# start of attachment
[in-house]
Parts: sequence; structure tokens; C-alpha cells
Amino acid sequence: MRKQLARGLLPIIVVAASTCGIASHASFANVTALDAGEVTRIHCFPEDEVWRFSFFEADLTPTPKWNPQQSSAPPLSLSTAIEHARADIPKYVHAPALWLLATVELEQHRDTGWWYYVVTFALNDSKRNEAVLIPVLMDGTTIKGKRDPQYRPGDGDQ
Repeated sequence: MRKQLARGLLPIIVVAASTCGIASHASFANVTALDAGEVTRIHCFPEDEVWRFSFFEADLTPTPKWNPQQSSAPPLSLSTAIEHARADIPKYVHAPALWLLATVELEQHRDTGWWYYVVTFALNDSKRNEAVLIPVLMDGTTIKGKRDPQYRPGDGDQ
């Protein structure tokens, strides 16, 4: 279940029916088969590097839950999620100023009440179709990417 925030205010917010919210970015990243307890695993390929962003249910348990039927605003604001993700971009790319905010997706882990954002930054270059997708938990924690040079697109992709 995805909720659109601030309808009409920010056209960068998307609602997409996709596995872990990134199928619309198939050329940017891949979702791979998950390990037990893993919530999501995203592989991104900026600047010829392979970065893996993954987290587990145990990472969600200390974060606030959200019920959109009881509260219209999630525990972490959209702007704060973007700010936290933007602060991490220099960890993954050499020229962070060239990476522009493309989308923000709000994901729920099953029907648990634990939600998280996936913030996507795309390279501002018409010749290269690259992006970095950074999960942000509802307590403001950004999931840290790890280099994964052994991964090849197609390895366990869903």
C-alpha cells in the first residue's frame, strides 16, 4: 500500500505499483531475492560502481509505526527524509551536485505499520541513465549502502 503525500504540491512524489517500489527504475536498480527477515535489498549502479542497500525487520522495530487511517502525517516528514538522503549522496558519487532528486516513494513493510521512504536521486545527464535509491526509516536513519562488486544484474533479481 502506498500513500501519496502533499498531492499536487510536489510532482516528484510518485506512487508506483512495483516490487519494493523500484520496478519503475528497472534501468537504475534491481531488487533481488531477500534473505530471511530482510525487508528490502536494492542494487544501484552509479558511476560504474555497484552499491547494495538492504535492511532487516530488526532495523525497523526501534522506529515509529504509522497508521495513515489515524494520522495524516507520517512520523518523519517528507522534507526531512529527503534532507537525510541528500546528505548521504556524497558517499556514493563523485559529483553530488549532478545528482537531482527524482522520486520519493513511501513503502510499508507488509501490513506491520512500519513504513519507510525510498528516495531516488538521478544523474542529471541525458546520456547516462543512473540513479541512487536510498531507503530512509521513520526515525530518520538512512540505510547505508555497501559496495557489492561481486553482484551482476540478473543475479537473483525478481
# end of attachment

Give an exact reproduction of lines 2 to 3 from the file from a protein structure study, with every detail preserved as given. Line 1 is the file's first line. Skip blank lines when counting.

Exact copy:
Parts: sequence; structure tokens; C-alpha cells
Amino acid sequence: MRKQLARGLLPIIVVAASTCGIASHASFANVTALDAGEVTRIHCFPEDEVWRFSFFEADLTPTPKWNPQQSSAPPLSLSTAIEHARADIPKYVHAPALWLLATVELEQHRDTGWWYYVVTFALNDSKRNEAVLIPVLMDGTTIKGKRDPQYRPGDGDQ